LONDON: World shares rose on Thursday (Jun 30) as Britain's central bank hinted at interest rate cuts to limit the impact of the country's vote to quit the EU, sending the British pound tumbling against the euro.
After a day of further political drama, London shares closed strongly higher with a late-session flurry, after Bank of England chief Mark Carney sought to reassure financial markets in the wake of last week's Brexit vote.
"The economic outlook has deteriorated and some monetary policy easing will likely be required over the summer," he said in a speech in central London.
Interest rate cuts usually boost a stock market because of hopes for rekindled growth and higher consumer spending. At the same time, they make holding a currency less attractive because of weaker returns.
As well as London, shares in Paris and Frankfurt rallied for a third straight day, rebounding from a heavy sell-off on the heels of Britain's shock EU decision that has even seen London wipe out all its post-vote losses.
London's benchmark FTSE 100 index closed 2.3 per cent higher, Paris' gains were 1.0 per cent, while the rise in Frankfurt was more muted, at 0.7 per cent.
Capital Economics economist Julian Jessop said "several plausible reasons" were behind why equity prices had recovered after the Brexit decision, some of which may be temporary.
"More positively, though, we think that the markets are right to recognise that Brexit, and especially some form of Brexit-lite, would not be as damaging as so many were arguing ahead of the referendum," he said in a note.
IN FOR A POUND
The British pound, meanwhile, fell to a two-year low against the euro after Carney's announcement. It was 83.8 pence per euro at 1515 GMT, surpassing the previous low reached on Mar 25, 2014.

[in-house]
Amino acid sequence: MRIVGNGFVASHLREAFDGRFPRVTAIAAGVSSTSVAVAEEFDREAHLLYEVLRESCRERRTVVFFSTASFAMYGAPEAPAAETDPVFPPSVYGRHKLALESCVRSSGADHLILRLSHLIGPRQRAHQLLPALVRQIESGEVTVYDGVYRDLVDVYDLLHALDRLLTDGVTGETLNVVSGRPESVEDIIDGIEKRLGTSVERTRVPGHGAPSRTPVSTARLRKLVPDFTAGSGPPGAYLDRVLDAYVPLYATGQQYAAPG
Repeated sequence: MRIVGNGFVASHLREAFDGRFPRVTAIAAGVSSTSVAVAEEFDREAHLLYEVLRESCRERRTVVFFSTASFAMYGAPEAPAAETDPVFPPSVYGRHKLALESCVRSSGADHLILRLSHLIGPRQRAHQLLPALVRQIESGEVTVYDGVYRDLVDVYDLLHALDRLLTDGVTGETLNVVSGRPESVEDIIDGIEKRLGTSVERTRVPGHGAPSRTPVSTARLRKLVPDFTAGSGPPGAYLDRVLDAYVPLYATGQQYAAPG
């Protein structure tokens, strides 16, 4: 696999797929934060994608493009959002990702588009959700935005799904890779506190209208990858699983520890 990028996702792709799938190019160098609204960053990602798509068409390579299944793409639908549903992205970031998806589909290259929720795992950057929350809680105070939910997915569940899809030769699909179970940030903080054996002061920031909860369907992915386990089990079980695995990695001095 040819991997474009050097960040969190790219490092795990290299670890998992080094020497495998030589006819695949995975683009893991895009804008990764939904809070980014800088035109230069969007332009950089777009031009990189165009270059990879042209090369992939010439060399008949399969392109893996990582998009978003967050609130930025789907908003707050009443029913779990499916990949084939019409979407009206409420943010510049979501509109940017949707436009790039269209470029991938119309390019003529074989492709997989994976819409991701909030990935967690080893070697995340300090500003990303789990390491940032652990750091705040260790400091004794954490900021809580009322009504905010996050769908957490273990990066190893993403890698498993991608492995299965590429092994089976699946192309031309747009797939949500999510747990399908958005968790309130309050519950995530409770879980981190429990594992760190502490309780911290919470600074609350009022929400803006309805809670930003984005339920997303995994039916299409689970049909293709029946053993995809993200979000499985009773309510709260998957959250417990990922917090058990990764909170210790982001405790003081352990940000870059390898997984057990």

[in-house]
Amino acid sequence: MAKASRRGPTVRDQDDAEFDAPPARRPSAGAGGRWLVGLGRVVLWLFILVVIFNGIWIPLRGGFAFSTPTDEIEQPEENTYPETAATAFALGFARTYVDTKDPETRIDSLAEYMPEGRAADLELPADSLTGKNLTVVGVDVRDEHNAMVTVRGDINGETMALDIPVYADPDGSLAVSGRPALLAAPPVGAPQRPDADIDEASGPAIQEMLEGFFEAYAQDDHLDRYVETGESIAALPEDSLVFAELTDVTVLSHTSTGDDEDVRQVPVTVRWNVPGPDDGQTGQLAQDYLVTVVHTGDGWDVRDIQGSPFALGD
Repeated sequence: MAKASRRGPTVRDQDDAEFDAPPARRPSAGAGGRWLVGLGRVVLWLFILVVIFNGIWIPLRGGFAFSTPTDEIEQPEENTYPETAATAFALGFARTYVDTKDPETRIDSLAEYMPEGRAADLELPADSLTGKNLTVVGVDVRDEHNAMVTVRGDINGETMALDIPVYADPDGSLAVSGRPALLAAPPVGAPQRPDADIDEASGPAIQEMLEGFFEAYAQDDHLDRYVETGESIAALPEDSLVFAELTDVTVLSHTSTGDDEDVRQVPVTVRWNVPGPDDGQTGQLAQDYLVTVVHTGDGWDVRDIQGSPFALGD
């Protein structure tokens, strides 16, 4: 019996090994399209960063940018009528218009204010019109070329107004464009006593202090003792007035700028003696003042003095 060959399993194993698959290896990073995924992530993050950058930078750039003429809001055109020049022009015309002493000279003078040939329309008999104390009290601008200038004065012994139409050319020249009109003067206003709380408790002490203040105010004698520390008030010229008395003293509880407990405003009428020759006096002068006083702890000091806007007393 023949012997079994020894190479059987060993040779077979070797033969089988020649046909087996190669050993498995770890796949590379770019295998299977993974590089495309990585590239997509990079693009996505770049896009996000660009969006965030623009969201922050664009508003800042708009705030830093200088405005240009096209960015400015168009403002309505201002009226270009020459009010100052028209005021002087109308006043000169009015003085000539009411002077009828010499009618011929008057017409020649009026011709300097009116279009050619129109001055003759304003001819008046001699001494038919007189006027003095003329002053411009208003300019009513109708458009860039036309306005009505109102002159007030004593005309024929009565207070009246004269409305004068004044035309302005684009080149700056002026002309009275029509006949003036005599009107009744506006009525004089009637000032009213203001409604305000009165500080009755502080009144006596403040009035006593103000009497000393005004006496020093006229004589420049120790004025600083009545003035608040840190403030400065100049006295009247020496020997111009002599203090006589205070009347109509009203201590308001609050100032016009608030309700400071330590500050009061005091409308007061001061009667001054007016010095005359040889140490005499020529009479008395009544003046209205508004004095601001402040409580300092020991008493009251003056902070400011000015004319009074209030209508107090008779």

The pound largely held on to most of its gains versus the dollar as other higher-yielding, riskier, currencies benefited from hope that the fallout from last Thursday's referendum will not be as bad as feared.
The pound slid to US$1.3234 but was still up from the 31-year-lows of US$1.3121 it touched on Monday.
The International Monetary Fund on Thursday said that Britain's shock EU vote had created uncertainty that poses a major threat to the global economy.
IMF spokesman Gerry Rice called on European leaders and other policymakers to take "decisive" actions that could lower the threat.
Further deepening the uncertainty, London's former mayor Boris Johnson, who spearheaded the Brexit campaign, on Thursday unexpectedly bowed out of the race to take over from Prime Minister David Cameron, an announcement greeted by a brief spike in the value of the pound.
His Brexit ally, Michael Gove, meanwhile, threw his hat in.
Cameron is due to stand down in a couple of months' time, with European leaders adamant that London will not win any concessions to gain access to the vast single market.
WATCHFUL CENTRAL BANKS
Asian stock markets also climbed.
Speculation that authorities will announce monetary easing measures to offset any negative impact have also provided strong support.
"The global central bankers are in the background and the markets realise that the central bankers are going to stand in front of any capitulation," Stephen Innes, a senior trader at Oanda Asia Pacific, said in a note.